3D teaching tools highlight FETC’s ‘TechSHARE LIVE Keynote’

Students can turn videos and drawings into their own virtual and augmented reality environments
By: | January 16, 2020
Can Hall Davidson throw and catch light particles? Not really, but he and the regular panel of ed tech experts reveal a range of pretty cool classroom tools at Thursday’s “TechSHARE LIVE Keynote.”Can Hall Davidson throw and catch light particles? Not really, but he and the regular panel of ed tech experts revealed a range of pretty cool classroom tools at Thursday’s “TechSHARE LIVE Keynote.”

Communicating with students and parents who don’t speak English will soon get easier.

And, thanks to ed tech expert Leslie Fisher, educators got a sneak peek at some soon-to-be-released digital translation tools from Microsoft at Thursday’s “TechSHARE LIVE Keynote” at the Future of Education Technology Conference®.

Microsoft Translator is being integrated with PowerPoint to provide live presentations with real-time closed captioning in English and many other languages. In OneNote, the translation service will transcribe lectures and class discussions, and also translate the text, Fisher said.

But that was just the tip of the ed tech iceberg unveiled at the 2020 installment of “TechSHARE LIVE.” Along with Fisher, the panel consisted of regulars Kathy Schrock, an ed tech consultant; Adam Bellow, co-founder of Breakout EDU; and Hall Davidson, who is Discovery Education’s senior director of global learning initiatives.

Here’s a sample of what the FETC® experts’ favorite new ed tech tools can bring to the classroom:

Hall Davidson

  • YouTube Audio Library: This is a library of free music that students can use to enhance videos.
  • Panoform: An entry into virtual reality technology, the tool can scan drawings and turn them into digital, 3D environments that users can navigate.
  • Bellus3D: Users can scan and create 3D images of their own faces.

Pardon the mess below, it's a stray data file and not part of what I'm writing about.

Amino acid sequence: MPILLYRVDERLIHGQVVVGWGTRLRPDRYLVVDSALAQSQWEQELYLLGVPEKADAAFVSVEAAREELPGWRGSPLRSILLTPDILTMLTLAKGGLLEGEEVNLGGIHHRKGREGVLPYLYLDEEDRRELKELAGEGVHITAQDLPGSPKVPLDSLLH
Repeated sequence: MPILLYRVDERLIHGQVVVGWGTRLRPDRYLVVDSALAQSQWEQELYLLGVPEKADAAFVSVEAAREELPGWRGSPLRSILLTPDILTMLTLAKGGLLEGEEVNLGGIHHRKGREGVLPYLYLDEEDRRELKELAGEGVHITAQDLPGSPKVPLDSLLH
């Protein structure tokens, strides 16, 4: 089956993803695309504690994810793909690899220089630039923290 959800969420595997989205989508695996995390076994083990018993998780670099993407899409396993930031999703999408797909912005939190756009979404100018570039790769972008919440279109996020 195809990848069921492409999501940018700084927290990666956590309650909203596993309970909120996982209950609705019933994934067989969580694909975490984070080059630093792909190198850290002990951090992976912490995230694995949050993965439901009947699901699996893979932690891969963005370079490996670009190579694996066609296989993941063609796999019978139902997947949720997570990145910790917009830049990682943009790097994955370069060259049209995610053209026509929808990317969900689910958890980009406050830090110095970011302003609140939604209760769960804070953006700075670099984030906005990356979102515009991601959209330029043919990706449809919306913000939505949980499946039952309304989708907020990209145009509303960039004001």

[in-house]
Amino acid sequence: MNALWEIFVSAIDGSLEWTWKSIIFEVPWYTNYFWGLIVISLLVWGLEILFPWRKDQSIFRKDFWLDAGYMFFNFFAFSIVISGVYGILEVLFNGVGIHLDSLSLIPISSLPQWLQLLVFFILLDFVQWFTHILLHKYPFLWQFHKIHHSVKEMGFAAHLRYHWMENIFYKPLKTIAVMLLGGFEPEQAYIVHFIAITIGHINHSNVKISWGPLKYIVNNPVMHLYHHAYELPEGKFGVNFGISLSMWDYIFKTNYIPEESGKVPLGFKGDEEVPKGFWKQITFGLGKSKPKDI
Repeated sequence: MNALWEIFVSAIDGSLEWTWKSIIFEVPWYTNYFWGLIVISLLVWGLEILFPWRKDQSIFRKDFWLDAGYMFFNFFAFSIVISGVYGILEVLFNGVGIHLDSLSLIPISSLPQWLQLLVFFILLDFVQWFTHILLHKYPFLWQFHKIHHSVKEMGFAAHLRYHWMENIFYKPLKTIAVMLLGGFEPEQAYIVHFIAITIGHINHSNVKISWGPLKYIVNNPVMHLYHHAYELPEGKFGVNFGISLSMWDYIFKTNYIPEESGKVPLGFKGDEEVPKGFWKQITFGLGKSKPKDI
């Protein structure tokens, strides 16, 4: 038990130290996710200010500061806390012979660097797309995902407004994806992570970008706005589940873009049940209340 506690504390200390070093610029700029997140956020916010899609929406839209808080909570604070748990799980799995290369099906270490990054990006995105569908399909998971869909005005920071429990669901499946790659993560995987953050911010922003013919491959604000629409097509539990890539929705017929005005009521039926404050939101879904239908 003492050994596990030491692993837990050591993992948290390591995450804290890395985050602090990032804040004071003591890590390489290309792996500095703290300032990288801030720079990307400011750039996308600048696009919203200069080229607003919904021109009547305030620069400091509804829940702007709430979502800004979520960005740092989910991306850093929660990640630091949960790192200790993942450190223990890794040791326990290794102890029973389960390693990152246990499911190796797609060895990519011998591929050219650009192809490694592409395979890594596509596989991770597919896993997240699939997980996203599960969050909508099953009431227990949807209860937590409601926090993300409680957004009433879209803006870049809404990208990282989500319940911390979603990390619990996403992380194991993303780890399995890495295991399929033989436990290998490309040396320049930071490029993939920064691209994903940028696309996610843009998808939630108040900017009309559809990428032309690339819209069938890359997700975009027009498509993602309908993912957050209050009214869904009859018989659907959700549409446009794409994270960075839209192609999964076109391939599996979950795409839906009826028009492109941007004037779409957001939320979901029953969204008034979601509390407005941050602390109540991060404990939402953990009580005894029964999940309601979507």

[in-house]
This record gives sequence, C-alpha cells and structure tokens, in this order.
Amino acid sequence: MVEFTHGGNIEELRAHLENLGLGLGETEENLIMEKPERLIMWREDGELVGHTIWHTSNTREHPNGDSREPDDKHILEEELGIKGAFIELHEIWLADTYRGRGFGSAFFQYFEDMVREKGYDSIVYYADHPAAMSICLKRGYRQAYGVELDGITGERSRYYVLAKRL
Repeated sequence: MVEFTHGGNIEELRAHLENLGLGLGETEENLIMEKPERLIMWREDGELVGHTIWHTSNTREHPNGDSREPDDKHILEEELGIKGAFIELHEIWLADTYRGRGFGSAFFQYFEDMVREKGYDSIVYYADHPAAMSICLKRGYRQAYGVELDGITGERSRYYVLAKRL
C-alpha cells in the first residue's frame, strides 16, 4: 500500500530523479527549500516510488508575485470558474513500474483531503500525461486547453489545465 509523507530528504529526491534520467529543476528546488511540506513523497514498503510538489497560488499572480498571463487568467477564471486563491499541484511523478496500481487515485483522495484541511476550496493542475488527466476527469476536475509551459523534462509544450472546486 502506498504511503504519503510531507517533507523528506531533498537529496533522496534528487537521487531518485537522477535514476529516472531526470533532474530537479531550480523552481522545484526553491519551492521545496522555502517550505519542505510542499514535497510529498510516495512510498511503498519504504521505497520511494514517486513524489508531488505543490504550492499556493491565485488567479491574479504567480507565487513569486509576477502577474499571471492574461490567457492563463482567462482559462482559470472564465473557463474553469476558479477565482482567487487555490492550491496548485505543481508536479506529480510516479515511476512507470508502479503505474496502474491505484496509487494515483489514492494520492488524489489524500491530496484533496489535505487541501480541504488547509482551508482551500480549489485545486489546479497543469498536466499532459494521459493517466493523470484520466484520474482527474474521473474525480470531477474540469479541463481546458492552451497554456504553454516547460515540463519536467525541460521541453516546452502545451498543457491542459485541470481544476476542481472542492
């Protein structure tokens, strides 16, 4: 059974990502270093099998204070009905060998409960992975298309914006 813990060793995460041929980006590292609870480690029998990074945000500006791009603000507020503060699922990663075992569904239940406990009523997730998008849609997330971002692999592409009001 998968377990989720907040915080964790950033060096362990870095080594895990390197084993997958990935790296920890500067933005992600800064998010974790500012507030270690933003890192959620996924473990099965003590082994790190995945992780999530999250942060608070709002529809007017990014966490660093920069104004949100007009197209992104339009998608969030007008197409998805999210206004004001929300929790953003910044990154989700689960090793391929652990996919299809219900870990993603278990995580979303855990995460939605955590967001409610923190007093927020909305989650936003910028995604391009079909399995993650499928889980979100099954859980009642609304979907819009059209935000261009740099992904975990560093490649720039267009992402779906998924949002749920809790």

• CoSpaces: These augmented reality tools allow users to upload 3D images into another photo.
  • Paper Phone: A Google experiment in disconnecting from technology, this app lets users print important contacts, maps, recipes and other information from their favorite apps and fold them into a phone-sized packet.

Kathy Schrock

  • Microsoft Pix Camera: This camera takes a burst of 10 pictures, and analyzes and keeps the best shots. It can also detect faces and turn any motion captured into short videos.
  • Synth: Students can record and share sound bites to add to podcasts and create classroom collections.
  • VideoAnt: This web-based tool can add annotations to web-based videos, which can then be shared.
  • Smartify: By framing artwork in a smartphone camera, users can get information about the piece and the artist at a range of well-known museums.

Adam Bellow

  • Parlay: This classroom discussion tool allows teachers to track which students speak most often and privately nudge those who may be reluctant to share their ideas in class.
  • InsertLearning: This Chrome add-on allows users to annotate and share webpages. A teacher, for example, could add questions and sticky notes to The New York Times homepage and share it with students.
  • Teaching Tolerance: This program provides lessons plans to help teachers discuss content such as social justice, white privilege and other complex topics around race and tolerance.
  • Calligraphr: Students can scan their own handwriting and create their own personal fonts. It is effective for students who have difficulty writing.
  • Display.land: The app takes and converts videos into 3D images that users can interact with.

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